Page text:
Pretty obvious from these great postings thus far that we have a hard time placing athletes like Jim Ryun and Steve Prefontaine in the right context.
So I propose the following question: Who are athletes whose "star status" in the sport transcended their stats?
In America, Prefontaine is one. So are Frank Shorter, Bill Rodgers, Marty Liquori. Bruce Jenner, Brian Oldfield, Dwight Stones. Charley Paddock from an earlier era. Glenn Cunningham certainly. Bob Richards. John Carlos. Martin McGrady.
Admittedly, this is more of a Charisma vs. Career Stats listing. But, hey, T&F could use more charisma.
>I propose the following question:
>Who are athletes whose "star status" in the
>sport transcended their stats? Admittedly, this is more of a
>Charisma vs. Career Stats listing. But, hey, T&F
>could use more charisma.
Outside of the U.S., the two that I know a lot about are Kip Keino and Abebe Bikila. Keino is known; he remains a legendary figure in Kenya by raising hundreds of orphaned and neglected children. His style of competition personified Nandi masculinity so perfectly that he is a significant part of why they now dominate the sport so totally. In 1965, Mel Watman of Athletics Weekly called him "the world's most exciting athlete".
Bikila became so popular in Ethiopia that there was a rumor that Emporor Haile Selassie arranged the 1969 auto accident that paralyzed him. You probably know that Bikila made his decisive move in the Rome Olympic marathon at an obelisk stolen from Ethiopia during the Italian occupation. You probably don't know the depth of resentment the Ethiopians felt towards the Italians, or the nationalistic and religious importance of that obelisk -- which the Italians agreed to return to Ethiopia in their 1947 U.N. peace treaty, but still stands in Rome today. (Read Graham Hancock's "The Sign and the Seal" to get the full picture.) If you doubt the political importance of Bikila's action, note that nearly the only accounts of the race which ignore it are Bud Greenspan's films, which also ignore the Black Power salute, the 1972 murders, and barely mention boycotts.
The Penn Relays has brought in people specifically for the purpose of selling tickets in various years, that is stars who themselves wouldn't normally have competed at Penn, nor would their schools: Paddock '28, Nurmi '29, Cunningham '34, '38; Hagg '45, Bannister '51, Gutowski '59, Morrow/Norton/Sime plus Thomas & Bragg '60, Sternberg '63, Hayes '64, Carlos '70, Waldrop '74. Those are just off the top of my head.
Then there was 1936 with Owens and Peacock. Both were with their regularly-participating Ohio State and Temple teams, but signals got crossed. Owens ran the individual events (won the 100m and LJ and ran a leg on winning SMR), Peacock ran the relays.
>Interesting. Thanks jsquire I'd never heard that
>about Bikila before.
I just finished a Folk Cultures grad class, and my final 20-page paper was on the cultural basis for Kenyan and Ethiopians men using distance racing as a mode of group identification. I almost felt guitly when I turned the paper in -- isn't work supposed to be something you dislike?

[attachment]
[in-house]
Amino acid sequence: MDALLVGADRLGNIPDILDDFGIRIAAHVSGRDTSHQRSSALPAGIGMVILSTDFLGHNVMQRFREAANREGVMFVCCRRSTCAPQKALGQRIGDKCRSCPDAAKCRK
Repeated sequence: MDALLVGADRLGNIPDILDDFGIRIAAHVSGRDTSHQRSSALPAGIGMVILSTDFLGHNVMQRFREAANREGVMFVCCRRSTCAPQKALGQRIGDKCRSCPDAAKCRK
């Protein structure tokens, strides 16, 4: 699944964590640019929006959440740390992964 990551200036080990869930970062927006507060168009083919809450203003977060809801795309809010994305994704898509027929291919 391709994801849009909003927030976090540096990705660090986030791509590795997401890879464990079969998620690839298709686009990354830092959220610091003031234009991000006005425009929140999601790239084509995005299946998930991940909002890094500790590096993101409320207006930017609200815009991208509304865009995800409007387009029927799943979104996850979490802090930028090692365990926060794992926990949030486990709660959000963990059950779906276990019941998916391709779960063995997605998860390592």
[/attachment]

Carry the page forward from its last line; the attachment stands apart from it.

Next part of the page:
Your knowledge and admiration of African runners is admirable. Slowly, you are persuading at least me of Keino's lasting greatness . . . although not yet at the expense of Ryun! Your details on Bikila's victory in Rome are amazing, illuminating, inspiring and very cool.
Your knowledge and admiration
>of African runners is admirable. Slowly, you are
>persuading at least me of Keino's lasting
>greatness . . . although not yet at the expense
>of Ryun! Your details on Bikila's victory in
>Rome are amazing, illuminating, inspiring and
Thanks. I think this is all just fun, and I still can't believe I can get grad credit for it.
I learned a lot about the African runners while researching my paper. I also learned a lot about the assumptions that Americans and Europeans act on when trying to "explain" the success of the Kenyans and Ethiopians (as if an explanation is required.) I explored not only those two groups, which are clearly different, but the pre-WWII Finnish runners that were totally dominant as well.
In all three cases, outsiders look at genetics, environmental factors, and training patterns while totally ignoring any possibility that culture may play a significant role. Most telling was a calculation that Dr. Tim Noakes referred to in the latest edition of "Lore of Running" -- that looking at past success relative to population, it was said that a Kalenjin runner is 2600 times as likely to win an Olympic medal as an American runner.
This calculation is based on the tenuous assumption that all athletes with both the physical and attitudinal tools required to be a good distance runner actually pursue the sport. In the Rift Valley, this is clearly true. In the USA it is not. Besides running, Americans with distance-running potential can choose cycling, swimming, triathlon, cross country skiing, or can simply be a pretty darned good high school athlete in any of a number of sports. Americans with highly competitive attitudes can also choose to pursue law, politics, or business. For example, Marla Runyan only recently came into marathoning from other track (and field) events -- how many others like her are there in the USA? And they tell me that in high school, Lance Armstrong was almost as good a runner as a cyclist. There are no Kenyans any good at any endurance sport besides running.
Within the Nandi, the dominant running group in Kenya, distance running plays the same type of role for adolescent males as football does in the USA. It defines masculinity for that culture, nearly every boy thinks about competing at some point, and those who do compete take it fairly seriously.